Fitch: US Leisure Strength Unsustainable; RevPAR Likely to Turn
Leisure transient demand is further removed but not immune to the negative effects of lower business investment spending weighing on corporate transient demand. Lower corporate capex spending generally coincides with less business travel demand, but it is also a leading indicator for employment. Lodging companies have cited low unemployment rates as a key factor benefiting healthy leisure transient demand.
Hotel brands have encouraged consumer price shopping by not adopting cancellation policies commonly found in other travel sectors, such as airlines and cruise providers. Websites that facilitate price shopping and last minute bookings have increased cancellation rates for lodging companies, making it difficult for hoteliers to forecast occupancy and push room rates. The industry has made some progress toward instituting stricter cancellation policies (i. e. two days ahead vs. same day), but it remains a long way from collecting payment at the point of sale.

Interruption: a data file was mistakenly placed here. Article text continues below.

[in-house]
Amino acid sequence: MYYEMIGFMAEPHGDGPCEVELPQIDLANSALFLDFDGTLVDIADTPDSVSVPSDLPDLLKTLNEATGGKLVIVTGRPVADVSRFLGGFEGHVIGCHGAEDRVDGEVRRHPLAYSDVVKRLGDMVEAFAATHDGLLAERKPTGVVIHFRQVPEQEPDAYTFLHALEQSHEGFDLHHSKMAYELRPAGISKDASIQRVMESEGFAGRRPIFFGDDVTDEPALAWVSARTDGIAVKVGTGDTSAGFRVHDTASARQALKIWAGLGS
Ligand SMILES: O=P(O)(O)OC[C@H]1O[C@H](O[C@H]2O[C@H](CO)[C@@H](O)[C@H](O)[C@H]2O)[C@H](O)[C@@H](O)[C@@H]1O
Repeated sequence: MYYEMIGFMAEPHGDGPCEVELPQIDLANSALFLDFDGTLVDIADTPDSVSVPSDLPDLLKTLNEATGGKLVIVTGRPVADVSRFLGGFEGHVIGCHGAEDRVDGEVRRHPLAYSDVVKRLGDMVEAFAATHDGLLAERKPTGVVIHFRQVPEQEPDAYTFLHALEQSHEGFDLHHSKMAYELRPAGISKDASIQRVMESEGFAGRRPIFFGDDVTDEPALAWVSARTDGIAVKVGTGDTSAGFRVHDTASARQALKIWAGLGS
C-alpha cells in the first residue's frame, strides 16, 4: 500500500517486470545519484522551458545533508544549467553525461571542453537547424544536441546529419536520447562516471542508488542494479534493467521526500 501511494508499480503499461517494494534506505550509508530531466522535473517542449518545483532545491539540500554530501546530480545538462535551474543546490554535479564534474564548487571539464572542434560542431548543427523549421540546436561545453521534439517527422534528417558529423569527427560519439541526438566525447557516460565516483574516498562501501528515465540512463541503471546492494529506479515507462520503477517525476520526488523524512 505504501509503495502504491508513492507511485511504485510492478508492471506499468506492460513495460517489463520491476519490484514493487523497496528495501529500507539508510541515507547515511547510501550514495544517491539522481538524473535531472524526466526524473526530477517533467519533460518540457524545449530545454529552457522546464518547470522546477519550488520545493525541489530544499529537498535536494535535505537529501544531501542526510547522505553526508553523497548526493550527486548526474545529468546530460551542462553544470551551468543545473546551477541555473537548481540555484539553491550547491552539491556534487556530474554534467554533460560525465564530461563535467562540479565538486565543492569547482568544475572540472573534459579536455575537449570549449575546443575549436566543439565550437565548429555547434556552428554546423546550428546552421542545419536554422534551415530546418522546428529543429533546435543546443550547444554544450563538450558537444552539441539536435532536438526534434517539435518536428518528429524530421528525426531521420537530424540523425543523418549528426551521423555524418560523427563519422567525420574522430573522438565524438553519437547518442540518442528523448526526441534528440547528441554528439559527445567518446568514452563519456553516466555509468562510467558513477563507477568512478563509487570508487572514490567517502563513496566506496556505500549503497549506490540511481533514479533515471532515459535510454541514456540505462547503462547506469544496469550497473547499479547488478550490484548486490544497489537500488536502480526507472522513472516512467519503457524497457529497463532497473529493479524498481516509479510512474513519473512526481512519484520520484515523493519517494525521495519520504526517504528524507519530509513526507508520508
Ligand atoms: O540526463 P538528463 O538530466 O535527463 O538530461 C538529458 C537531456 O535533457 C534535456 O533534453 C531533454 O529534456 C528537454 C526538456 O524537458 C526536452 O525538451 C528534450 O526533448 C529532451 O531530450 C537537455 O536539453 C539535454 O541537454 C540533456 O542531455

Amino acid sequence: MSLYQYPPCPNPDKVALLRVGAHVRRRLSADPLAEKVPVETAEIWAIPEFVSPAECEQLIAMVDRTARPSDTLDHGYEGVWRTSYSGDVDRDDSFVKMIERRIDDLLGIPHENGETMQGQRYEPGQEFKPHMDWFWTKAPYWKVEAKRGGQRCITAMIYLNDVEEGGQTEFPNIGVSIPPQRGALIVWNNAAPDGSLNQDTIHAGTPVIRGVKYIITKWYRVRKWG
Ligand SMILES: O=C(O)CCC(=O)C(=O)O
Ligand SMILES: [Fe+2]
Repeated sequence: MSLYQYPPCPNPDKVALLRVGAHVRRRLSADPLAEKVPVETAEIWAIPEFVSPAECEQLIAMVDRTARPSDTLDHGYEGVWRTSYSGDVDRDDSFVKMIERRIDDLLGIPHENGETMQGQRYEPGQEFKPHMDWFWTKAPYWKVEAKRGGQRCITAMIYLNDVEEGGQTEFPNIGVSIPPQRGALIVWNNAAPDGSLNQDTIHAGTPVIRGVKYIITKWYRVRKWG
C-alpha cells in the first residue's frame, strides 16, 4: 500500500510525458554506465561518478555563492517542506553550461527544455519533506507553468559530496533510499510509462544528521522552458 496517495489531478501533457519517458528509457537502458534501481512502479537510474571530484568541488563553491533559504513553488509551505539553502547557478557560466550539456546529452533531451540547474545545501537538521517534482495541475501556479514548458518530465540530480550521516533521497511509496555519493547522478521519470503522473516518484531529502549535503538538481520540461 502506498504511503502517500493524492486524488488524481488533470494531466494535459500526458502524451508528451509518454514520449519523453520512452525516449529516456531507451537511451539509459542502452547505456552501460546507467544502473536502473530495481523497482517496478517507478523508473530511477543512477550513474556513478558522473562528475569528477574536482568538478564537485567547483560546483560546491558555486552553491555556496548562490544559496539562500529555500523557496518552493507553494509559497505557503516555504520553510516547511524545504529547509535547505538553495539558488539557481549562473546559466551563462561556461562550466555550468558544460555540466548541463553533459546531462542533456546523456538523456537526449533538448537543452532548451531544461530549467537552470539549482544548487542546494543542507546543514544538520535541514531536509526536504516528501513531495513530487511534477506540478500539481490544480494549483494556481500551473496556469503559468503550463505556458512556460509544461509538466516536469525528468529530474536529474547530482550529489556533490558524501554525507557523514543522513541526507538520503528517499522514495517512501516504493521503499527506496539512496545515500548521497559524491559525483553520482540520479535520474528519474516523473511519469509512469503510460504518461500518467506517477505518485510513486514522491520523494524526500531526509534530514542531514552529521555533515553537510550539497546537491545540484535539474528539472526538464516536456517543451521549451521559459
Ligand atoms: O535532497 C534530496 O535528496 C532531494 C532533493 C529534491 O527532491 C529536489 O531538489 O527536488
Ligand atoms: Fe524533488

The strong dollar has increased the cost of lodging for international travelers to the U. S. Dollar strength and economic softness in key North American, South American and European feeder countries have conspired to lower inbound international U. S. visitation. More Americans are taking advantage of the strong USD to travel overseas, in some cases at the expense of domestic travel. USD strength has been an issue for several years, although the Brexit vote rekindled the issue following a brief period of USD stability.
And growing Zika-virus related health concerns could add to consumer angst and weigh on travel demand, including leisure. In the U. S., Zika has been confined to a small submarket of Miami, so far. Tourism has fallen sharply in places where the spread is more rampant, such as the Caribbean.
We project that US RevPAR will increase by 3%-4% during 2016 and by 1%-2% during 2017, with monthly comparisons possibly turning negative during the latter half of the year. We expect 2018 to mark the first full year of RevPAR declines, assuming the historical six - to 12-month lag between occupancy and RevPAR declines holds.